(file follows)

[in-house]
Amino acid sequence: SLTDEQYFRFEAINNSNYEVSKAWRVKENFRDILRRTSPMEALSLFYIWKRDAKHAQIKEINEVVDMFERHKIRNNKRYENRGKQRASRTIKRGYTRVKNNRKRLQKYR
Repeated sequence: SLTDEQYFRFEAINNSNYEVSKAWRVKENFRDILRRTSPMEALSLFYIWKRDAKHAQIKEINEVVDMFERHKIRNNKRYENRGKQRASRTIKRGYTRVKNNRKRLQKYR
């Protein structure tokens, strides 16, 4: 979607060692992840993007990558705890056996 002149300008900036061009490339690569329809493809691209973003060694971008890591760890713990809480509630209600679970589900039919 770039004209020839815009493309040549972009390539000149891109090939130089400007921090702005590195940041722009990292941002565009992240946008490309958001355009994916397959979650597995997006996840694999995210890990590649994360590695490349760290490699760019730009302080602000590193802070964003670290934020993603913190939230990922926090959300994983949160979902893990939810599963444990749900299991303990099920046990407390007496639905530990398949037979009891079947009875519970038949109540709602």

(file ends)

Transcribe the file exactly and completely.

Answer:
[in-house]
Amino acid sequence: SLTDEQYFRFEAINNSNYEVSKAWRVKENFRDILRRTSPMEALSLFYIWKRDAKHAQIKEINEVVDMFERHKIRNNKRYENRGKQRASRTIKRGYTRVKNNRKRLQKYR
Repeated sequence: SLTDEQYFRFEAINNSNYEVSKAWRVKENFRDILRRTSPMEALSLFYIWKRDAKHAQIKEINEVVDMFERHKIRNNKRYENRGKQRASRTIKRGYTRVKNNRKRLQKYR
């Protein structure tokens, strides 16, 4: 979607060692992840993007990558705890056996 002149300008900036061009490339690569329809493809691209973003060694971008890591760890713990809480509630209600679970589900039919 770039004209020839815009493309040549972009390539000149891109090939130089400007921090702005590195940041722009990292941002565009992240946008490309958001355009994916397959979650597995997006996840694999995210890990590649994360590695490349760290490699760019730009302080602000590193802070964003670290934020993603913190939230990922926090959300994983949160979902893990939810599963444990749900299991303990099920046990407390007496639905530990398949037979009891079947009875519970038949109540709602």